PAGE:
How to Increase or Multiply AC Current with constant Voltage

Discussion in 'General Electronics Chat' started by Lido, Apr 14, 2015.

  1. Lido

    Thread Starter New Member

    Apr 14, 2015
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    Hi guys i just want to know how to increase AC Current (I) with constant voltage 230V
    it has to take low input and produce high output ..Ex : 10 amp input -20 amp output
     
  2. bertus

    Administrator

    Apr 5, 2008
    16,958
    2,957
    Hello,

    You can never increase the power without adding power.
    When you use a transformer the 230 Volts at 10 Amp can become 115 Volts at 20 Amp max.

    Bertus
     
  3. R!f@@

    AAC Fanatic!

    Apr 2, 2009
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    Rather weird question .!!:confused:
     
  4. cmartinez

    AAC Fanatic!

    Jan 17, 2007
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    And I'm still looking for a unicorn...
     
  5. RRITESH KAKKAR

    Senior Member

    Jun 29, 2010
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    Hello,
    I have done Voltage Multiplier in AC which multiply the input voltages .
    No idea how you want to incraese current
     
  6. wmodavis

    Well-Known Member

    Oct 23, 2010
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    You first need to rescind the law of conservation of energy, the first law of thermodynamics and likely some more. Good luck on that.
     
  7. #12

    Expert

    Nov 30, 2010
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    Use the 10 amps to start the motor on your gasoline powered generator and have it generate 20 amps.
     
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  8. phiguy

    New Member

    Mar 7, 2016
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    Uhhhhh... I KNOW PPL WILL ARGUE, BUT I WOULD TRY RESONANCE. A LITTLE LONG LOST TECHNIQUE BY A FELLOW NAMED, T E S L A. AKA THE WIZARD OF MENLOW.... SPIN THE AC MOTOR PM W/DC MOTOR. 9VOLT BATTERY=71volts on my device... good luck. & ignore ppl just REPEAT what they read n hear. Experiments=truth! :)
     
  9. dl324

    Distinguished Member

    Mar 30, 2015
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    Welcome to AAC!
    You're going to have a problem with the law of conservation of energy.
     
  10. #12

    Expert

    Nov 30, 2010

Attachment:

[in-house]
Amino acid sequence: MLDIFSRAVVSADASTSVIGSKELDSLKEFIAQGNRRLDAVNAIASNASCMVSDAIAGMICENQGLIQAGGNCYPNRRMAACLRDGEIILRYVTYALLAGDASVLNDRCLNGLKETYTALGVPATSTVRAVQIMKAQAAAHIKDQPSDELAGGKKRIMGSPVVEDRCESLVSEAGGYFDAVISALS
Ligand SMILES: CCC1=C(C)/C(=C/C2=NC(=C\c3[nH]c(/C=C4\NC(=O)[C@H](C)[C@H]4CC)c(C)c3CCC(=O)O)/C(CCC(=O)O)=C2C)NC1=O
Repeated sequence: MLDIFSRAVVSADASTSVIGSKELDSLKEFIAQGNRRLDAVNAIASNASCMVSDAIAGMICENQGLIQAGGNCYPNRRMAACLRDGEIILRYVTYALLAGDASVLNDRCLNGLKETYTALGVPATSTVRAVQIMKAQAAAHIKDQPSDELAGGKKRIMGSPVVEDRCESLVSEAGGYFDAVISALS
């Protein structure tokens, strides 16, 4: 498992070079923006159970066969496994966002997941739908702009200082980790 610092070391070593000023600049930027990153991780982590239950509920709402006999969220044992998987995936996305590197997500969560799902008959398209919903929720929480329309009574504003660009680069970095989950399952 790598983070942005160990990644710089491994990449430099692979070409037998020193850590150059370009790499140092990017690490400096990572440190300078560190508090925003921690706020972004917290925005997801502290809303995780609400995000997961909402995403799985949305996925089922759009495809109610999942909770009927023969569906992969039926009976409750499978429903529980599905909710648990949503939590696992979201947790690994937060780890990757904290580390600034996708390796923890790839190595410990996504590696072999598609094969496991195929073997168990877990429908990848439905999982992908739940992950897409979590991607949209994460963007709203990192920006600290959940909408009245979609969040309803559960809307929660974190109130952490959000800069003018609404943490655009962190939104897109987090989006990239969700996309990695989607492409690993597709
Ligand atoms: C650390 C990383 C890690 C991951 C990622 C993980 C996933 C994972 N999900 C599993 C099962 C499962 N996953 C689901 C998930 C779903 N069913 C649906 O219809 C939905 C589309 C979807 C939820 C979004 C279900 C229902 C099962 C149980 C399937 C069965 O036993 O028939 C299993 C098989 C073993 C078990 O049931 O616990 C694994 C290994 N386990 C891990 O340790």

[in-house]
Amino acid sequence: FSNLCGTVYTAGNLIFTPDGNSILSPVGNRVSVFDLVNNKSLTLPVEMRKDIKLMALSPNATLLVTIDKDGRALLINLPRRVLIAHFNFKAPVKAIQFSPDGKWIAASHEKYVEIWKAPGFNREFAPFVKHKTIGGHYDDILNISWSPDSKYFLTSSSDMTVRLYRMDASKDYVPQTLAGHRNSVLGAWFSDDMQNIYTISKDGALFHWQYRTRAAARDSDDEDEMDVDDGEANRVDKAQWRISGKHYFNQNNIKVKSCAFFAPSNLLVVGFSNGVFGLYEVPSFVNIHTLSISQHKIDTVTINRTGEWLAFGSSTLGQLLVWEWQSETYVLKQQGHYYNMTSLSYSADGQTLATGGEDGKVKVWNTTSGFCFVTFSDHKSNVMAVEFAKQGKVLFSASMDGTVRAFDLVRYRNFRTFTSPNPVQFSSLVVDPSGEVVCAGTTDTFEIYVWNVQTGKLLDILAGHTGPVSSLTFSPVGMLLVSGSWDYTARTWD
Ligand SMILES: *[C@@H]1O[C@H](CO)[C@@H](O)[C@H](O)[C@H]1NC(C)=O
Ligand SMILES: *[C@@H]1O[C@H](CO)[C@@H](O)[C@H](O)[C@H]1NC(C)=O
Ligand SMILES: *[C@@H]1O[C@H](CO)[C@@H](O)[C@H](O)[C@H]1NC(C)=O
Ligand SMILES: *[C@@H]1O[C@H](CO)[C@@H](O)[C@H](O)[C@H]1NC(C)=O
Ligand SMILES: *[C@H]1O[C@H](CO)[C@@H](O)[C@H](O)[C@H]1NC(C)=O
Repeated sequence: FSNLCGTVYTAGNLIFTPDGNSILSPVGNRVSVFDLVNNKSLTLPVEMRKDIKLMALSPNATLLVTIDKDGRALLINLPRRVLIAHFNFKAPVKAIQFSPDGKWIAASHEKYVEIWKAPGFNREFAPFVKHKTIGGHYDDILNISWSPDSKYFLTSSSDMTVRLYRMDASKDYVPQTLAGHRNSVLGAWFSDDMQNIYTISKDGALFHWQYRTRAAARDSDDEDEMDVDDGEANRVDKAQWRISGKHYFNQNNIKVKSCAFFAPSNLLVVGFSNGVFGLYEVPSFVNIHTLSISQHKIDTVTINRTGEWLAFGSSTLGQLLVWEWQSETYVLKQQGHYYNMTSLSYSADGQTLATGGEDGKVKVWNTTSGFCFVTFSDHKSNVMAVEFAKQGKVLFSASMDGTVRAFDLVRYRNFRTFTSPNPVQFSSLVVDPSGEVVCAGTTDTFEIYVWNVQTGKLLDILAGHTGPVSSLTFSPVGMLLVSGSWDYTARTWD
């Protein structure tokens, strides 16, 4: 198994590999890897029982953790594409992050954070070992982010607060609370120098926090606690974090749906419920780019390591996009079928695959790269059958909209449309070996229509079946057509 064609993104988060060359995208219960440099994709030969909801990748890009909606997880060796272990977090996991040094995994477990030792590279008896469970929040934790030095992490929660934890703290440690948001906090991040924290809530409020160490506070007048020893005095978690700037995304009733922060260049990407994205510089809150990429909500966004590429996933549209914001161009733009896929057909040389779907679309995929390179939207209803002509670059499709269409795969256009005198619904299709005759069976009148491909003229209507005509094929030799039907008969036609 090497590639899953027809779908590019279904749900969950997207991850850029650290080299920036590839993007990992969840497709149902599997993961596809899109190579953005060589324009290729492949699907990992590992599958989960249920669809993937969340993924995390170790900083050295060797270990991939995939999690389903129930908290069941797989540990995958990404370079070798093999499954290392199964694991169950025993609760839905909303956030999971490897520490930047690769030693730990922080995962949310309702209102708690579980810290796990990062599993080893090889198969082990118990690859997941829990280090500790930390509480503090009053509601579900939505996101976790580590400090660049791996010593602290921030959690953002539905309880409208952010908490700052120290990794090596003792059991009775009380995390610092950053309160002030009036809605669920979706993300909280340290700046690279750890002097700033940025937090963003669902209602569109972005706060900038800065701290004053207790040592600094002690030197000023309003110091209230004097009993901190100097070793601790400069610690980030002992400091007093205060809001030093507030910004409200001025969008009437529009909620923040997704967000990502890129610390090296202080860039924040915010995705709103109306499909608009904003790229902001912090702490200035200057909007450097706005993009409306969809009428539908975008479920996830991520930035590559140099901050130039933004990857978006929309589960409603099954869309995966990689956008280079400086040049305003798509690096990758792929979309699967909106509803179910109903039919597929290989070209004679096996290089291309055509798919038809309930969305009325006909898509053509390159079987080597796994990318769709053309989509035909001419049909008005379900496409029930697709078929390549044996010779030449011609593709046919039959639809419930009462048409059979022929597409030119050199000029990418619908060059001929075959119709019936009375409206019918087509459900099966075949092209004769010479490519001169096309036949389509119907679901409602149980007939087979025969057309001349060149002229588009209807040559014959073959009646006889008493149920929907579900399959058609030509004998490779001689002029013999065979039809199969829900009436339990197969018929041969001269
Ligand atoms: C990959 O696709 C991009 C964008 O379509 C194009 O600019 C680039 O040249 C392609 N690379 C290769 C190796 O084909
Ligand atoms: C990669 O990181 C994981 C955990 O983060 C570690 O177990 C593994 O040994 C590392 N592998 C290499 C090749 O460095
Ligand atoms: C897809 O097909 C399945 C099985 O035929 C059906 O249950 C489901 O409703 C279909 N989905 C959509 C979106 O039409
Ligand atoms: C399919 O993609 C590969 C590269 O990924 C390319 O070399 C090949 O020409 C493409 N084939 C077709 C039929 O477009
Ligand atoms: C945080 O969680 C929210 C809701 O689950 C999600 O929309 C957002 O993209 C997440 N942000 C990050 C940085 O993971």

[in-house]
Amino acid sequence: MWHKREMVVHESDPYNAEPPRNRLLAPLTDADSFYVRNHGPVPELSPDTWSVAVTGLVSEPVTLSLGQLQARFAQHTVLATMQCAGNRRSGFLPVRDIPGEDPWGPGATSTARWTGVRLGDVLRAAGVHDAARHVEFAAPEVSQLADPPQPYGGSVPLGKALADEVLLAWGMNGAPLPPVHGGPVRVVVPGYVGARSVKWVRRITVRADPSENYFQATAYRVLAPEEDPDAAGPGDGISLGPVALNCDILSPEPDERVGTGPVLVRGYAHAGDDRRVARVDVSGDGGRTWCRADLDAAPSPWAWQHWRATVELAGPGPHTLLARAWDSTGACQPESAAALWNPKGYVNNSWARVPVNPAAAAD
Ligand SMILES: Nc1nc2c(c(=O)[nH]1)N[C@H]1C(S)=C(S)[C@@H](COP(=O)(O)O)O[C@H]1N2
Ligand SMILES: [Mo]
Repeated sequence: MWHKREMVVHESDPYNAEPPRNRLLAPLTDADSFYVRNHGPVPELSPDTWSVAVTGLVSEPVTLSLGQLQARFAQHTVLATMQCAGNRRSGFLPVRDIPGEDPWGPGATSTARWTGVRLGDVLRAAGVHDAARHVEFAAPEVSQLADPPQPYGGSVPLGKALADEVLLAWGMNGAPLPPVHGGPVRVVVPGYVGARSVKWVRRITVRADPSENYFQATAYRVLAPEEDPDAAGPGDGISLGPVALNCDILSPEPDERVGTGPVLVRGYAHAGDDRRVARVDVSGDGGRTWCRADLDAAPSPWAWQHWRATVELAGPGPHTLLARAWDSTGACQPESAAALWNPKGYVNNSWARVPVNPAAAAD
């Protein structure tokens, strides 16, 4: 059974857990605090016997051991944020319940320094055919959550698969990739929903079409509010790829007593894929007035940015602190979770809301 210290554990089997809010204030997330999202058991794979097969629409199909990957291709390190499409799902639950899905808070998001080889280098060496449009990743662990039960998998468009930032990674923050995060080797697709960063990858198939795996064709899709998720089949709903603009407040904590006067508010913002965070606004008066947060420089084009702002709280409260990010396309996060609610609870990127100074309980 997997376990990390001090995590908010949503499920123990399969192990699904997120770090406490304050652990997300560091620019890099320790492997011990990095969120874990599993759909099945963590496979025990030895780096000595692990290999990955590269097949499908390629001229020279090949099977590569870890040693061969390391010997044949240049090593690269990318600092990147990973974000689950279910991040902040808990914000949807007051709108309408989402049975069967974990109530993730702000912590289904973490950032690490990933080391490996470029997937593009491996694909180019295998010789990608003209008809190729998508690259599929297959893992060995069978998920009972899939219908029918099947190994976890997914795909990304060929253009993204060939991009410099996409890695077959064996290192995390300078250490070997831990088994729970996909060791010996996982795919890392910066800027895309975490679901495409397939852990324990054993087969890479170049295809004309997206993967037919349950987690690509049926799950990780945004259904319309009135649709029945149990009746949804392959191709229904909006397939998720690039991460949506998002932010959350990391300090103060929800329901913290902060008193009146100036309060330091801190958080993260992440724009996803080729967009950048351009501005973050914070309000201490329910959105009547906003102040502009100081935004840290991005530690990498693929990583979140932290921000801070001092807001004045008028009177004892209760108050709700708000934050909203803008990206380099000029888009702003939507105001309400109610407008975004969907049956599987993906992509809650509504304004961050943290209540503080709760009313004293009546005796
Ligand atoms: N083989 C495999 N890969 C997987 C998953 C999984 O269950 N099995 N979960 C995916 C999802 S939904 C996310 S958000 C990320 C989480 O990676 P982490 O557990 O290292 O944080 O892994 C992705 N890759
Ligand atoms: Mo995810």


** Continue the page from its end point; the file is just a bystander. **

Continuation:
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    I guess if you're working on breaking the laws of thermodynamics it doesn't matter whether you know the difference between Tesla and Edison.:D
     
  11. wayneh

    Expert

    Sep 9, 2010
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    The thread starter stated no interest in boosting voltage, which would be better done with a transformer than a motor turning a generator. He requested a current boost - doubling - at constant voltage, which would require creation of energy, which is categorically impossible per the laws of thermodynamics.

    I'm quite certain you have no experimental data refuting the laws of thermodynamics. No one does.
     
  12. AnalogKid

    AAC Fanatic!

    Aug 1, 2013
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    Beat me by 12 (!!!) minutes.
     
    Last edited: Mar 7, 2016
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  13. AnalogKid

    AAC Fanatic!

    Aug 1, 2013
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    That is not how electric power conversion works, and cannot be done as you describe. In electric circuits, power equals voltage times current, or P = V x I. There is no device that can take in 2300 W at its input and produce 4600 W at its output unless it has another input, a power source to run the amplifier. The power put out by any device, from the smallest LED to rock concert amps to cars to jet engines to the largest nuclear power plant, cannot be greater than the power inputs, and in fact always must be less.

    ak
     
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  14. BR-549

    Distinguished Member

    Sep 22, 2013
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    You might try a 230 V square wave instead of sine, if load can take it.
     
  15. R!f@@

    AAC Fanatic!

    Apr 2, 2009
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    I said a weird question and now there is a weird answer.
     
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